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00000174-b11b-ddc3-a1fc-bfdbb1a20000The Schreiner University Department of History is honoring the sesquicentennial of the American Civil War with a series of short vignettes focusing on events from 1861 through 1865. The Civil War was the most destructive conflict in American history, but it was also one of our most defining moments as a people and as a nation. Let us know what you think about "This Week in the Civil War." E-mail your comments to Dr. John Huddleston at jhuddles@schreiner.edu.Airs: Weekdays at 5:19 a.m., 8:19 a.m., 4:19 p.m. on KTXI and 4:49 a.m., 9:29 p.m. on KSTX.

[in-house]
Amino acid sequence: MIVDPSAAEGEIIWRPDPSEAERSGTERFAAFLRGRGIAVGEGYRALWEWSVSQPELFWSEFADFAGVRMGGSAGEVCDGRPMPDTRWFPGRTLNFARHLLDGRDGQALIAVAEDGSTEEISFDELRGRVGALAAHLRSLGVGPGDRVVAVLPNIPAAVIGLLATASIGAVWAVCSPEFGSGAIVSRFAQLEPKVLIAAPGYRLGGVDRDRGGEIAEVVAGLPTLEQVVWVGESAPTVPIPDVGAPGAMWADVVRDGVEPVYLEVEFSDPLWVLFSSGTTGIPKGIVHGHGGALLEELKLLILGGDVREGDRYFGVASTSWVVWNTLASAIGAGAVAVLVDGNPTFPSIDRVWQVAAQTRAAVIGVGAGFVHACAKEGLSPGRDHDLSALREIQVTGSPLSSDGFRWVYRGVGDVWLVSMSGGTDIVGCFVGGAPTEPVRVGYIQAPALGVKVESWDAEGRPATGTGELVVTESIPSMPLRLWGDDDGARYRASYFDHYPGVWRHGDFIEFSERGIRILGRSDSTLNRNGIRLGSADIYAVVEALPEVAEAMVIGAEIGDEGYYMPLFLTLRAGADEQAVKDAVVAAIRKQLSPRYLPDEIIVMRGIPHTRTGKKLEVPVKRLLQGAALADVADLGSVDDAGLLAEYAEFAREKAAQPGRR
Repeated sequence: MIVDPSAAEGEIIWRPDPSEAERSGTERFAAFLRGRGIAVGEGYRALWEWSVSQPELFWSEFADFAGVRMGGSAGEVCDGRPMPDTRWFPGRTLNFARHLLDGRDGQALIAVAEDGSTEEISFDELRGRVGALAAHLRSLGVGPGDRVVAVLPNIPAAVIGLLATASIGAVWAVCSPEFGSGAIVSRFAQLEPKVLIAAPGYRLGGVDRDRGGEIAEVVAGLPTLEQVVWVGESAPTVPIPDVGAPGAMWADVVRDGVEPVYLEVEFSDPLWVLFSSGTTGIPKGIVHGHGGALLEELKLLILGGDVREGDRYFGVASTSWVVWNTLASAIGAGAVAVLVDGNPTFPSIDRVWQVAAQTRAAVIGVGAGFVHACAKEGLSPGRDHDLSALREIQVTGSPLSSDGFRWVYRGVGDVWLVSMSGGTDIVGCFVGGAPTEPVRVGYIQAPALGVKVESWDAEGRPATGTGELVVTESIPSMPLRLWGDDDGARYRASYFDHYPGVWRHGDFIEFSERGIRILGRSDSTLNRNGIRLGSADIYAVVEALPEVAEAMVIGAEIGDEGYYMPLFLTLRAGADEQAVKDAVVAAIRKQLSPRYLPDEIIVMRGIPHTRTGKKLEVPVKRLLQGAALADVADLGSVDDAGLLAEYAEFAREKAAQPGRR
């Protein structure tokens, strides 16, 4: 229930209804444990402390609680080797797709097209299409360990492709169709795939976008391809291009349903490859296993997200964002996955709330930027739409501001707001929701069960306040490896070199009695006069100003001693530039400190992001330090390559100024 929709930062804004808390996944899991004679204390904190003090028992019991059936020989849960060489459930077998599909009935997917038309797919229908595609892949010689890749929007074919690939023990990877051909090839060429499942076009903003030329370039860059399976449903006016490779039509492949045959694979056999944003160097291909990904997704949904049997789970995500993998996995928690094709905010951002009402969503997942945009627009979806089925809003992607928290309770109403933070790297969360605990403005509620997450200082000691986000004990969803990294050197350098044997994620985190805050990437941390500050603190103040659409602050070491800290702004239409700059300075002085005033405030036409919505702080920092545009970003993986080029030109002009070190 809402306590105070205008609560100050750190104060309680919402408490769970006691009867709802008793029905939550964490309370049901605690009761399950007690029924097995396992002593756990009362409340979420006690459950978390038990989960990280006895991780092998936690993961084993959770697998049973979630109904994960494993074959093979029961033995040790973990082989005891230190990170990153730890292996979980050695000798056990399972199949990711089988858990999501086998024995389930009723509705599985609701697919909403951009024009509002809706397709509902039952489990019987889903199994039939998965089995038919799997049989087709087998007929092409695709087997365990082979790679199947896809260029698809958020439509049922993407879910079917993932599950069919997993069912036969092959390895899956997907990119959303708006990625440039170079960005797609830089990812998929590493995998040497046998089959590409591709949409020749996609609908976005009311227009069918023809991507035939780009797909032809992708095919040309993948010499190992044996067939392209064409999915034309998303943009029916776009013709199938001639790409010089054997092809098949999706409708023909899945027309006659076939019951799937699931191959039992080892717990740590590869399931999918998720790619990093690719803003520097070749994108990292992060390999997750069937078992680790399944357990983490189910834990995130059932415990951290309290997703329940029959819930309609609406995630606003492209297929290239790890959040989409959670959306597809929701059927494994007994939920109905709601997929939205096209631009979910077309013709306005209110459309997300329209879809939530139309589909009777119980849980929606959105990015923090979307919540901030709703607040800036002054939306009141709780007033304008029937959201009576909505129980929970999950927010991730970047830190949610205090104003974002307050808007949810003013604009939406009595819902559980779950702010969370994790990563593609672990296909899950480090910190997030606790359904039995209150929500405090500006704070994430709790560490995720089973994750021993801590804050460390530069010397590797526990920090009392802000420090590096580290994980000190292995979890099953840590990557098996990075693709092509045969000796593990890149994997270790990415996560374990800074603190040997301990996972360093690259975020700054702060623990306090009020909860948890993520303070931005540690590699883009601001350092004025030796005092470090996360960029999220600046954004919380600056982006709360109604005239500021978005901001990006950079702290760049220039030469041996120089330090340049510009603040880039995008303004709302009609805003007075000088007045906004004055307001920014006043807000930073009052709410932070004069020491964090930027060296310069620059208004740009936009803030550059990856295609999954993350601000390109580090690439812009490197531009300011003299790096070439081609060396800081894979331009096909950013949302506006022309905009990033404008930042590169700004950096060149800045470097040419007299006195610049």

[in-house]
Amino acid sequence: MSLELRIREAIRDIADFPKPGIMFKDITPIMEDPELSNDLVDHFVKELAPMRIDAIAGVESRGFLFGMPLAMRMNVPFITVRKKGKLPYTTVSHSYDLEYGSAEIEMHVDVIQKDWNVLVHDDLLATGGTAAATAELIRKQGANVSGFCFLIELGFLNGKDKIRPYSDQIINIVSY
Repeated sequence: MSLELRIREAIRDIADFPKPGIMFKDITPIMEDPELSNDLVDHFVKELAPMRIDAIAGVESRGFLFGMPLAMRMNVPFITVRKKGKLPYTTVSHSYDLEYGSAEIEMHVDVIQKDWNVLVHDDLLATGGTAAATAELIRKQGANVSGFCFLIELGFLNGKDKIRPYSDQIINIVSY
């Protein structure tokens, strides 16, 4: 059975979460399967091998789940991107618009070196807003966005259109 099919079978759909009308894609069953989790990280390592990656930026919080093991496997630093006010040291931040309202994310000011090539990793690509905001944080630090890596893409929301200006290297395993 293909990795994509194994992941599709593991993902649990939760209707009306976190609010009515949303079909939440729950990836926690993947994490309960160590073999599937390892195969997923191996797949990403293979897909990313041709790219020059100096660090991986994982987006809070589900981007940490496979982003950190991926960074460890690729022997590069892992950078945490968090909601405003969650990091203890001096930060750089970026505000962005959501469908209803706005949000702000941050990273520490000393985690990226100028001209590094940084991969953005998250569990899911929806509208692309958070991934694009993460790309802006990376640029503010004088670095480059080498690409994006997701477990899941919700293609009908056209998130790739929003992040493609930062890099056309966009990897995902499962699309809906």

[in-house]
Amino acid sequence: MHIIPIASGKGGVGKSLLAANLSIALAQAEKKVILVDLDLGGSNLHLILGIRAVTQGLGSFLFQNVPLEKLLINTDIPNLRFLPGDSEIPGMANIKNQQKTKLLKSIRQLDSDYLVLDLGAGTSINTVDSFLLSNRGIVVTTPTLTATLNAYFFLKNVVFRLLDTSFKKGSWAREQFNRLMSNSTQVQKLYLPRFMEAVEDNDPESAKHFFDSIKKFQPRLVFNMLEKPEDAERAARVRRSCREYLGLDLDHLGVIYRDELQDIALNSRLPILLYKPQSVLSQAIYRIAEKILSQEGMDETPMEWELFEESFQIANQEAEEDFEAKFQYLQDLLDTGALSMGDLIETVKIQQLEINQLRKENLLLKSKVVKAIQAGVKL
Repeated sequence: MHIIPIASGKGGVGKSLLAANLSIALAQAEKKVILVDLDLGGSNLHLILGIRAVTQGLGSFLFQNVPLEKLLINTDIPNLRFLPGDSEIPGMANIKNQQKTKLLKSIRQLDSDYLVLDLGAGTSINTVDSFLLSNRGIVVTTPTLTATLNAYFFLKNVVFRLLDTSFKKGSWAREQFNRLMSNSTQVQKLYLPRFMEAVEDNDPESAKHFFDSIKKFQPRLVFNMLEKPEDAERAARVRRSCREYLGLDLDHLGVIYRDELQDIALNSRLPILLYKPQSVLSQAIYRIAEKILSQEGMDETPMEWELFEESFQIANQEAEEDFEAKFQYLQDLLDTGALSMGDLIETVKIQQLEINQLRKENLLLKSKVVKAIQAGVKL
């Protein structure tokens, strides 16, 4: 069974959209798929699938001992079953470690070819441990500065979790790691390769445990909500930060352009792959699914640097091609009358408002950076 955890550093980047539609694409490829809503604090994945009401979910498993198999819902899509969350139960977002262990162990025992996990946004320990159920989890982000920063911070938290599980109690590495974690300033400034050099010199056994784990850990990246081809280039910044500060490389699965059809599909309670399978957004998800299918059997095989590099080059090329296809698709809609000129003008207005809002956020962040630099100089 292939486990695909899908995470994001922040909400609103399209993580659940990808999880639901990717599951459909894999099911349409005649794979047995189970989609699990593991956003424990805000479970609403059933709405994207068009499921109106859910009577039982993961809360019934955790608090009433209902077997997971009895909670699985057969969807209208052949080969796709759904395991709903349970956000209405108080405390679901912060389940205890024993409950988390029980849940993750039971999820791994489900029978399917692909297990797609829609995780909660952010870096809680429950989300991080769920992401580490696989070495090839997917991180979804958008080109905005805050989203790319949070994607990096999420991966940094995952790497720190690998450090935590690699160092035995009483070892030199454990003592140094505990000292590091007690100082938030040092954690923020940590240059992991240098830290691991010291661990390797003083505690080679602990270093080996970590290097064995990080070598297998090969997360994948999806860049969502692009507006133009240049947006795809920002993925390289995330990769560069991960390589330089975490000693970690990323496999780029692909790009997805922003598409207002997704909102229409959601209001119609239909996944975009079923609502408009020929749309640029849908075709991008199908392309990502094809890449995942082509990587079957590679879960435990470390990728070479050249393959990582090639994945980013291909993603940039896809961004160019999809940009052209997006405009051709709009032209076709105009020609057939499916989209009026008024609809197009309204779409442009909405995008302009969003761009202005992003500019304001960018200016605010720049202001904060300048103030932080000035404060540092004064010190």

This Week in the Civil War - 774

Given the mass escape of Union prisoners which had just occurred from Libby Prison in Richmond and the concerns that the Davis government had about incursions into the heartland of the Confederacy as Union General William Tecumseh Sherman had just completed, the Davis government decided for security reasons to move Union prisoners into the rural, isolated areas of the Confederacy. 

On Saturday, February 27, 1864 Federal prisoners began arriving near Americus, Georgia in the southwestern part of that state to a new prison camp officially named Camp Sumter but known later to history as Andersonville. 

Soon overcrowding, as well as inadequate administration, shelter, food, and accommodations would take nearly 13,000 lives, making Andersonville the most notorious of the prison camps utilized by either side in the American Civil War.